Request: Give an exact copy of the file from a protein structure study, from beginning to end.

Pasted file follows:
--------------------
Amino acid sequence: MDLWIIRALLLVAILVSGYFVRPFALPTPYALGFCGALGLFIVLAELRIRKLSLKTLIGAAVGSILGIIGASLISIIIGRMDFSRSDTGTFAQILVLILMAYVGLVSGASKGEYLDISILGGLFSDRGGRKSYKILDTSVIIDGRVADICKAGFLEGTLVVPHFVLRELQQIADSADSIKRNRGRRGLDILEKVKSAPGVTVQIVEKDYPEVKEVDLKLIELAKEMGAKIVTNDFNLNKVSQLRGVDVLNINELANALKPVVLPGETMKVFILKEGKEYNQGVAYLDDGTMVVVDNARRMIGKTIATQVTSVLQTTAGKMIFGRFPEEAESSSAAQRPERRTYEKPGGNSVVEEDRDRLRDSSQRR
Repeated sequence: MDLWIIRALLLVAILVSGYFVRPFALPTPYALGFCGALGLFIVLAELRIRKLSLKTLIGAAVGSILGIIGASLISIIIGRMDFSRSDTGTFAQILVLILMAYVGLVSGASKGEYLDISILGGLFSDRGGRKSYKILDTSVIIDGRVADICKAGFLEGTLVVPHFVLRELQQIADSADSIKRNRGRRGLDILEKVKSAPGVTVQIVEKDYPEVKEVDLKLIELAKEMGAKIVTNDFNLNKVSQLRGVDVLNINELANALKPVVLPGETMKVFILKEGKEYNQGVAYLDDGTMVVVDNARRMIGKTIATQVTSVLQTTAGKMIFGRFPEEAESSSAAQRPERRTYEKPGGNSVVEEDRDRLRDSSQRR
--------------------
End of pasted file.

Amino acid sequence: MDLWIIRALLLVAILVSGYFVRPFALPTPYALGFCGALGLFIVLAELRIRKLSLKTLIGAAVGSILGIIGASLISIIIGRMDFSRSDTGTFAQILVLILMAYVGLVSGASKGEYLDISILGGLFSDRGGRKSYKILDTSVIIDGRVADICKAGFLEGTLVVPHFVLRELQQIADSADSIKRNRGRRGLDILEKVKSAPGVTVQIVEKDYPEVKEVDLKLIELAKEMGAKIVTNDFNLNKVSQLRGVDVLNINELANALKPVVLPGETMKVFILKEGKEYNQGVAYLDDGTMVVVDNARRMIGKTIATQVTSVLQTTAGKMIFGRFPEEAESSSAAQRPERRTYEKPGGNSVVEEDRDRLRDSSQRR
Repeated sequence: MDLWIIRALLLVAILVSGYFVRPFALPTPYALGFCGALGLFIVLAELRIRKLSLKTLIGAAVGSILGIIGASLISIIIGRMDFSRSDTGTFAQILVLILMAYVGLVSGASKGEYLDISILGGLFSDRGGRKSYKILDTSVIIDGRVADICKAGFLEGTLVVPHFVLRELQQIADSADSIKRNRGRRGLDILEKVKSAPGVTVQIVEKDYPEVKEVDLKLIELAKEMGAKIVTNDFNLNKVSQLRGVDVLNINELANALKPVVLPGETMKVFILKEGKEYNQGVAYLDDGTMVVVDNARRMIGKTIATQVTSVLQTTAGKMIFGRFPEEAESSSAAQRPERRTYEKPGGNSVVEEDRDRLRDSSQRR